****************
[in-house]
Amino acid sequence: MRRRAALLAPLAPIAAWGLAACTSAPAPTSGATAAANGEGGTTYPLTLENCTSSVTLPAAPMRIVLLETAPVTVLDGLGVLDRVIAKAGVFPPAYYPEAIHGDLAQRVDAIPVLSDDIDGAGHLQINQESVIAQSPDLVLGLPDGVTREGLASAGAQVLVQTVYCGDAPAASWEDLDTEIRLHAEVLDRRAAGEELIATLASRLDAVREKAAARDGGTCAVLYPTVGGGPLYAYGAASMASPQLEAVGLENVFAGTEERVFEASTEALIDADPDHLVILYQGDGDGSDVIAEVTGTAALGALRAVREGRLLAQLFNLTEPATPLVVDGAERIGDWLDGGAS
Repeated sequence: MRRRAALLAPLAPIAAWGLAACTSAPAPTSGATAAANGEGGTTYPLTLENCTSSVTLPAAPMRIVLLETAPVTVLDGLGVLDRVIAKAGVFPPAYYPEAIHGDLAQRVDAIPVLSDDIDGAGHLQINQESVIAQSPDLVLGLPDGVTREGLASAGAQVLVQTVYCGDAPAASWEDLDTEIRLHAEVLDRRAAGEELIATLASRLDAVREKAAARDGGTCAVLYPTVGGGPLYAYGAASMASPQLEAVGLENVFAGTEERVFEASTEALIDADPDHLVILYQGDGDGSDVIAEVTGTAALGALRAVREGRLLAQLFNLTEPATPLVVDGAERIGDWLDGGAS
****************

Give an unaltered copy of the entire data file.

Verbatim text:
[in-house]
Amino acid sequence: MRRRAALLAPLAPIAAWGLAACTSAPAPTSGATAAANGEGGTTYPLTLENCTSSVTLPAAPMRIVLLETAPVTVLDGLGVLDRVIAKAGVFPPAYYPEAIHGDLAQRVDAIPVLSDDIDGAGHLQINQESVIAQSPDLVLGLPDGVTREGLASAGAQVLVQTVYCGDAPAASWEDLDTEIRLHAEVLDRRAAGEELIATLASRLDAVREKAAARDGGTCAVLYPTVGGGPLYAYGAASMASPQLEAVGLENVFAGTEERVFEASTEALIDADPDHLVILYQGDGDGSDVIAEVTGTAALGALRAVREGRLLAQLFNLTEPATPLVVDGAERIGDWLDGGAS
Repeated sequence: MRRRAALLAPLAPIAAWGLAACTSAPAPTSGATAAANGEGGTTYPLTLENCTSSVTLPAAPMRIVLLETAPVTVLDGLGVLDRVIAKAGVFPPAYYPEAIHGDLAQRVDAIPVLSDDIDGAGHLQINQESVIAQSPDLVLGLPDGVTREGLASAGAQVLVQTVYCGDAPAASWEDLDTEIRLHAEVLDRRAAGEELIATLASRLDAVREKAAARDGGTCAVLYPTVGGGPLYAYGAASMASPQLEAVGLENVFAGTEERVFEASTEALIDADPDHLVILYQGDGDGSDVIAEVTGTAALGALRAVREGRLLAQLFNLTEPATPLVVDGAERIGDWLDGGAS